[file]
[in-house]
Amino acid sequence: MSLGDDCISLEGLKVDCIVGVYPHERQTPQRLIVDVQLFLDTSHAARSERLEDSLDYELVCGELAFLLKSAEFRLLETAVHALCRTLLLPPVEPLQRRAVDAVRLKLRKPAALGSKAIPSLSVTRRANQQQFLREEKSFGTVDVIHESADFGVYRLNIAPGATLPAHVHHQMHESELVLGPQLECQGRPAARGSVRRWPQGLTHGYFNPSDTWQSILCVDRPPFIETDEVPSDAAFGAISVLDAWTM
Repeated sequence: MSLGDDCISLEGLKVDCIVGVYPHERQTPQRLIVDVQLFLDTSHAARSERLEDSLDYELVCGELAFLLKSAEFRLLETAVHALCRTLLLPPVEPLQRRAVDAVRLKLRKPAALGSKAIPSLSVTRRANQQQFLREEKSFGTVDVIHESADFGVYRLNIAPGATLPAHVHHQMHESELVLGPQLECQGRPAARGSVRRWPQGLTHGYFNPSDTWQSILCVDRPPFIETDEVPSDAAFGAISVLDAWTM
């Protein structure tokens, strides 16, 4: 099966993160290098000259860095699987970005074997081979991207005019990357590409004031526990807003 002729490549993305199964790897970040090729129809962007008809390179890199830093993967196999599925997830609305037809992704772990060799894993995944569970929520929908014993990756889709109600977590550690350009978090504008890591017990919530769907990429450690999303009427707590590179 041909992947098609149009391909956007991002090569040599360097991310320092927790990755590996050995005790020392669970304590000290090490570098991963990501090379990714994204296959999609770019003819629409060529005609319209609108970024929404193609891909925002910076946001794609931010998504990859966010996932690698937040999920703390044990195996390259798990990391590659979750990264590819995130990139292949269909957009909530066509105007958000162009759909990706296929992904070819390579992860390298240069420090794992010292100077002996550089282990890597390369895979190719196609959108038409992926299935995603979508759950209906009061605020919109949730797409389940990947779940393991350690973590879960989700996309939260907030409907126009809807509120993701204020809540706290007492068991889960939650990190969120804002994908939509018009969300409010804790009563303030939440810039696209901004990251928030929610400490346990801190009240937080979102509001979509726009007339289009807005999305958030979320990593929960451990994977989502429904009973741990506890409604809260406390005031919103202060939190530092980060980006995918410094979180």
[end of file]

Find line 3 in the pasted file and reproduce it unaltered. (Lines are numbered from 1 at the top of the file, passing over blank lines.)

Repeated sequence: MSLGDDCISLEGLKVDCIVGVYPHERQTPQRLIVDVQLFLDTSHAARSERLEDSLDYELVCGELAFLLKSAEFRLLETAVHALCRTLLLPPVEPLQRRAVDAVRLKLRKPAALGSKAIPSLSVTRRANQQQFLREEKSFGTVDVIHESADFGVYRLNIAPGATLPAHVHHQMHESELVLGPQLECQGRPAARGSVRRWPQGLTHGYFNPSDTWQSILCVDRPPFIETDEVPSDAAFGAISVLDAWTM